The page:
Regular audits were carried out and action plans put in place to address any issues which were identified. Audits were in place for areas such as medicines, health and safety and infection control. There were cross infection issues which had not been identified by the infection control audit.

Accidents and incidents were recorded. The provider had informed us of incidents as required by law. Notifications are events which have happened in the service that the provider is required to tell us about.

Inspection carried out on 5 August 2014

During a routine inspection

A single inspector carried out this inspection. At the last inspection in October 2013, the provider was asked to take action to ensure there was an accurate record for each person using the service, including appropriate information and documents in relation to the care and treatment provided each person. At this inspection we found these issues had been addressed.

We talked with five of the 27 people using the service and three relatives. We looked at five people's care records and observed care being provided. We talked with three care staff, the cook, two housekeepers and the manager. We examined four staff records and the documentation related to quality audits.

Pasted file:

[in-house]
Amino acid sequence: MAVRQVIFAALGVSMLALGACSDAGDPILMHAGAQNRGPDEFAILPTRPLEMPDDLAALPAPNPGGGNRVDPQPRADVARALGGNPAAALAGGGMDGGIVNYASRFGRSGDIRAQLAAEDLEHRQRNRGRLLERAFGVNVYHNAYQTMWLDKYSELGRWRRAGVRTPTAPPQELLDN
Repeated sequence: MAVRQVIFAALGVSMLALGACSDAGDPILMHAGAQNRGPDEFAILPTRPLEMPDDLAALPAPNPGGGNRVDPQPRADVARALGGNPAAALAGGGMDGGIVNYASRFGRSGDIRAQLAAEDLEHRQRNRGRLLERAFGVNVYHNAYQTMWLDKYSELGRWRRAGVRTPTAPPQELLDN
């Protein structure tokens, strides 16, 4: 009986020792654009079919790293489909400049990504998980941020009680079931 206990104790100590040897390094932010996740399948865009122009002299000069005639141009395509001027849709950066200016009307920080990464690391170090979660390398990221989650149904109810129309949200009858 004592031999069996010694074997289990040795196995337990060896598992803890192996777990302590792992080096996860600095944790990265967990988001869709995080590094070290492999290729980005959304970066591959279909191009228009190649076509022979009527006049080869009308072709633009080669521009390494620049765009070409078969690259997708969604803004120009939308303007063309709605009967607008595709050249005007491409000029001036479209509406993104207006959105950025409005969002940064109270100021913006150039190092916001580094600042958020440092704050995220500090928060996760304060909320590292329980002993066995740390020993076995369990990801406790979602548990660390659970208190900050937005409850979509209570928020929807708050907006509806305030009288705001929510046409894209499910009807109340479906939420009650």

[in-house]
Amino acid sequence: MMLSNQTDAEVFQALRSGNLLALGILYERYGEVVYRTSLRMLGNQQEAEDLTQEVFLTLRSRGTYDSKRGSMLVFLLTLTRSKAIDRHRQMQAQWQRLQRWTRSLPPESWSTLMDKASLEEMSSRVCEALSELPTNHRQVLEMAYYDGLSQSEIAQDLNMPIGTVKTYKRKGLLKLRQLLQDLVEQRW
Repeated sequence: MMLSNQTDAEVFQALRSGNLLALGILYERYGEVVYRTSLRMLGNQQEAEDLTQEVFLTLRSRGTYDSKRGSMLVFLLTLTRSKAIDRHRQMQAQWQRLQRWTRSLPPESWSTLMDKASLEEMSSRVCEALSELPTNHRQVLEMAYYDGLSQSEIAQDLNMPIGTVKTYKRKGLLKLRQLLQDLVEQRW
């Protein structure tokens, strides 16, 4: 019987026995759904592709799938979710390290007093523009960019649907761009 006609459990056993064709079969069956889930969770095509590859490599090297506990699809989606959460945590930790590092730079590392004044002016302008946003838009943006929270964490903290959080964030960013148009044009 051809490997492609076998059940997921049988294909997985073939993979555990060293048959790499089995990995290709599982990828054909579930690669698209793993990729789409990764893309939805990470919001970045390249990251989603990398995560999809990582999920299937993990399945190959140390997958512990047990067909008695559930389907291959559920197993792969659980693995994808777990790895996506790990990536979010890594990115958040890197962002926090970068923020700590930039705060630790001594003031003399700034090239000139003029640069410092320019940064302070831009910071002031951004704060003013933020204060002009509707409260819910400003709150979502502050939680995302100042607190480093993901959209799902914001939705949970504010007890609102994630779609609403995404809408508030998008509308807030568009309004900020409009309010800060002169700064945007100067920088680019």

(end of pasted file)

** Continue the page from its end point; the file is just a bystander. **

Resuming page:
This helped us to answer the questions below:

Is the service safe?

We found there were appropriate standards of hygiene and cleanliness and staff were conversant in procedures necessary for the prevention and control of infection.

Safe procedures were in place for the ordering, storage and administration of medicines.

Is the service effective?

Care was planned in conjunction with the person using the service or their relatives. Care plans had been reviewed regularly and updated as necessary. Care plans were therefore accurate and reflected people's needs.

Specialist equipment needs had been identified and required equipment was in place.

Visitors we talked with confirmed they were able to visit at any time and could see their relative in private if they wished.

Is the service caring?

All the people we talked with told us all the staff were kind and caring. A relative of a person using the service said, "They try their hardest to encourage (the person) to eat and will prepare anything (the person) fancies even though they eat very little of it."

People's preferences had been recorded and care and support was provided in accordance with their wishes.

Is the service responsive?

People were encouraged to provide feedback on the care provided and issues identified were addressed.

People told us staff listened to them and said, "If you want anything at all, you only have to ask. The carers will do anything for you."

The service cooperated and collaborated with other care professionals to ensure people had access to specialist support when required.

Is the service well led?

People using the service and the staff told us the manager was always available for them to talk to and acted on issues raised.

There were a range of quality audits in place to assess and monitor the quality of the service provided.

Care records and staff records were maintained and stored appropriately.